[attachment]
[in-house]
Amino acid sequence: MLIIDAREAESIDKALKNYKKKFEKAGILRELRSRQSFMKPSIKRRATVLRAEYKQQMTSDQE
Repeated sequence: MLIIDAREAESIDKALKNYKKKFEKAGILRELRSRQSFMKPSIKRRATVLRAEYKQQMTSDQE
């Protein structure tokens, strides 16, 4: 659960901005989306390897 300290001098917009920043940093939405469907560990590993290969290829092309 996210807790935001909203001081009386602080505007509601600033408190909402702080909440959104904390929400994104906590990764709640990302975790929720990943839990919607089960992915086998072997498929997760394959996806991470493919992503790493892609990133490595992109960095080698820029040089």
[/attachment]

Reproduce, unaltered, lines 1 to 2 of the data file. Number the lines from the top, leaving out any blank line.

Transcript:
[in-house]
Amino acid sequence: MLIIDAREAESIDKALKNYKKKFEKAGILRELRSRQSFMKPSIKRRATVLRAEYKQQMTSDQE